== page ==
I made without a pattern a lone star quilt that i thought I would just on a whim, try to make, and intended it to be small…. but it was a large quilt in the end, I gave it to my niece for her wedding gift and have not heard any comments yet. Everyone I showed it to said it looked incredible, and I have to admit, even though I was not in love with the quilt, the process, and finsh with no instructions, I was moderately proud of that quilt. Now I wish I had given it to someone else that would have loved it, and made the newlyweds some place mats and coasters 😂
    Keep having fun Carole. You are inspiring

  7. Always love seeing your garden and wildlife photos! I put petunias in my pots every year, and they do seem to like the heat. Now that it’s mid-August they aren’t quite as pretty, and probably need to be pruned and fertilized. We’ve been getting a hummingbird at our feeder every so often, and the nuthatches are back, too!

  8. The yellow goldfinch photo with the blue of the feeder in the background is stunning!

    Extraordinary amounts of rain and heat had my squash plants just hanging on. With some 5-10-5 fertilizer, they perked up. The zucchini, butternut and delicata squash varieties are back on track but the spaghetti squash is not looking good. Hoping your remaining squash plants surprise you with a nice harvest. Nothing beats fresh from the garden;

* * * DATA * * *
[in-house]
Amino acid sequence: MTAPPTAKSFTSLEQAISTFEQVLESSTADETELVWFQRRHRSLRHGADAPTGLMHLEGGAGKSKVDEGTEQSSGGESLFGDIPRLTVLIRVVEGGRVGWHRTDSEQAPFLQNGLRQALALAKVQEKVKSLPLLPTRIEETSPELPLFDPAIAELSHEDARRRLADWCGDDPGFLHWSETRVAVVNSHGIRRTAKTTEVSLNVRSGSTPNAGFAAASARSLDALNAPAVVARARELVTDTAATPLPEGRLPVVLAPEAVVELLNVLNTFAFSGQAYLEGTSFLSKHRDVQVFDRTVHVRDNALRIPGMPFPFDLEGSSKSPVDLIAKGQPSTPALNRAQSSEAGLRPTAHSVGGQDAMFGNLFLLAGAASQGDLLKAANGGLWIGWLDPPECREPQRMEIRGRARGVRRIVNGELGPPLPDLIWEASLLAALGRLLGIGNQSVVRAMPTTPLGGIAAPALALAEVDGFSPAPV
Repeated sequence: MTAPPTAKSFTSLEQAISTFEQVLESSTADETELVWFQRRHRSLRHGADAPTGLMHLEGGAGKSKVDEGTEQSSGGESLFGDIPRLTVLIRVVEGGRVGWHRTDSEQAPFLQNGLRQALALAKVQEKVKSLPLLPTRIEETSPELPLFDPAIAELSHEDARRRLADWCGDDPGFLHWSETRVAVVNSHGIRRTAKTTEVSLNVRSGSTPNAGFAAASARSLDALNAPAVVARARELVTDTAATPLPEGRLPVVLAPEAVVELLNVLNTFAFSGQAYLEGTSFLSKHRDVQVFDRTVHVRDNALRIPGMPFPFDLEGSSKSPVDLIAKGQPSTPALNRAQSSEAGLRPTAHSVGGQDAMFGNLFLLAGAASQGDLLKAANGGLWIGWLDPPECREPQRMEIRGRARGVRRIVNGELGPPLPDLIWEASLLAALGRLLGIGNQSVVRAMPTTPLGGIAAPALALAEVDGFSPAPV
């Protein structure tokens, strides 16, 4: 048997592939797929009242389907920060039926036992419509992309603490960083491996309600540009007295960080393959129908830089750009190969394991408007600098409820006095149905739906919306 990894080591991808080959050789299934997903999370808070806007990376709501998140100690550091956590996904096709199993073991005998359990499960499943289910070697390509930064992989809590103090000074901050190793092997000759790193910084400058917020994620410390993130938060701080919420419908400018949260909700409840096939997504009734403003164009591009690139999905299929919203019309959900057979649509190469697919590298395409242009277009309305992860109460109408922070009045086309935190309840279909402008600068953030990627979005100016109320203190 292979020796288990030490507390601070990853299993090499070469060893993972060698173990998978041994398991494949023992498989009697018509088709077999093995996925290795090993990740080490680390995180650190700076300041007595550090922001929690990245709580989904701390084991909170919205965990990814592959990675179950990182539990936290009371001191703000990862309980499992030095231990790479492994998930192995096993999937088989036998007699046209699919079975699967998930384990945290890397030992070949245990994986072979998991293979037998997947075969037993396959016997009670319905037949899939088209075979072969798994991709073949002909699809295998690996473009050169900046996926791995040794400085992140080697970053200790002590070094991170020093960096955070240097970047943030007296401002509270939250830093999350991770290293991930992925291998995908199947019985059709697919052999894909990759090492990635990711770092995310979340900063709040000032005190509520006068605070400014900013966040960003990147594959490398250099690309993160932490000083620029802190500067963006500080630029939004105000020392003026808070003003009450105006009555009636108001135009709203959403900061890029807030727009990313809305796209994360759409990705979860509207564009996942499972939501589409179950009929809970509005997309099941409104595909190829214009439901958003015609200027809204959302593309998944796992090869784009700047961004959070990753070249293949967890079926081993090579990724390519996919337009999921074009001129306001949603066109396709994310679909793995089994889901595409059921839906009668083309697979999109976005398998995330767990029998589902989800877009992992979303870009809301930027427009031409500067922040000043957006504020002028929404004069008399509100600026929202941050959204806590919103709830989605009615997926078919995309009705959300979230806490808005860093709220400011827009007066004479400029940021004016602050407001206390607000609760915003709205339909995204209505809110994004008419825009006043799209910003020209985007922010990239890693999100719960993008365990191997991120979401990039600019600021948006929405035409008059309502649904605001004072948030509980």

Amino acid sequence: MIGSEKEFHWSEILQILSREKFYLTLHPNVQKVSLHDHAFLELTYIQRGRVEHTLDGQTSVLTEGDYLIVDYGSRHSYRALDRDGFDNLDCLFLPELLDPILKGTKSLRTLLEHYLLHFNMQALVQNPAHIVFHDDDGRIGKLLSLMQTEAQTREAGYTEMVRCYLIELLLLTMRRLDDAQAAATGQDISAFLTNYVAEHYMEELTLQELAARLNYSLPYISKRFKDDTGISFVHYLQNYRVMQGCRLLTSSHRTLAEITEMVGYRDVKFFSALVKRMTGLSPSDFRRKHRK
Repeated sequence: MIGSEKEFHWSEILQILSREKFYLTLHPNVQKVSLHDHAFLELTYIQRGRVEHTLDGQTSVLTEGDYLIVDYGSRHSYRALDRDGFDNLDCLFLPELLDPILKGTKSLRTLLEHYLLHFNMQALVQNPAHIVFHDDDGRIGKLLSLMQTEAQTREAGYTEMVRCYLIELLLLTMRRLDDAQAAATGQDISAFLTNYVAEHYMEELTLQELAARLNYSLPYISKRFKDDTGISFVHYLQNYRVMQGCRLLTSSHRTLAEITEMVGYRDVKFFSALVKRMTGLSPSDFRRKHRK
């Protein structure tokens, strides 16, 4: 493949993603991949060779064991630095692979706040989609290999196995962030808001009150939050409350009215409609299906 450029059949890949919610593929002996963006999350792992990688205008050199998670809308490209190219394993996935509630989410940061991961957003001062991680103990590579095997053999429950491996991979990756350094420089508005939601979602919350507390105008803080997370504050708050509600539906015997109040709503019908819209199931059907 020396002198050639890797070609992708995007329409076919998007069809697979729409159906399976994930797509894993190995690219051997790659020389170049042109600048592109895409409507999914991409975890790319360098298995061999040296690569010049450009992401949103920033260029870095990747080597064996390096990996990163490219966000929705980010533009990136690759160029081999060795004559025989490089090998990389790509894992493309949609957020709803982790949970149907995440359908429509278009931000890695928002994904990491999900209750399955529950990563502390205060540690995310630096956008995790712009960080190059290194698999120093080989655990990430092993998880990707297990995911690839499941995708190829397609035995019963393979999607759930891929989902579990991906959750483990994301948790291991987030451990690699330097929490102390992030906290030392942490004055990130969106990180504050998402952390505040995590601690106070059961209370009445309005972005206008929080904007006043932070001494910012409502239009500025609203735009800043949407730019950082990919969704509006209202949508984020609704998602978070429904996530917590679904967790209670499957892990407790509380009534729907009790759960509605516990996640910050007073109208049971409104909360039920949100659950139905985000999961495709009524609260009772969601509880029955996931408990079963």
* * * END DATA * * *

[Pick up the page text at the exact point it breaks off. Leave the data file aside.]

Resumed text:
Thank you for your eye candy photos!

  9. Debbie Miller Meyer

    I had to stop feeding my birds here, but the Audubon Society lifted the no feed order for us. I just began feeding again this weekend. A few woodpeckers have returned as well as my finches and hummingbirds. I’ve only put out a duet and thistle thus far.

    Your flowers are very pretty.

  10. Joan Sheppard

    Your post always makes me smile “indiscriminate color of weirdness”. I redid the front garden this year – ripped everything out and stared fresh. Just called the fence company and getting a new fence means changing up the garden too. I use your garden for inspiration! Your flowers are always so beautiful.

  11. Nancy Bekedam

    Beautiful flowers and it’s fun to see your birds there, too, Carole! Do you have a larger than regular sized lot? I must plant petunias next year, too!

  12. Lovely flowers. We don’t get a variety of birds like you do but do get galahs, I put out seed bells for them but I think the possums get them first as they disappear in a couple of days! We have wattle birds, they love the nectar in the flowering native plants.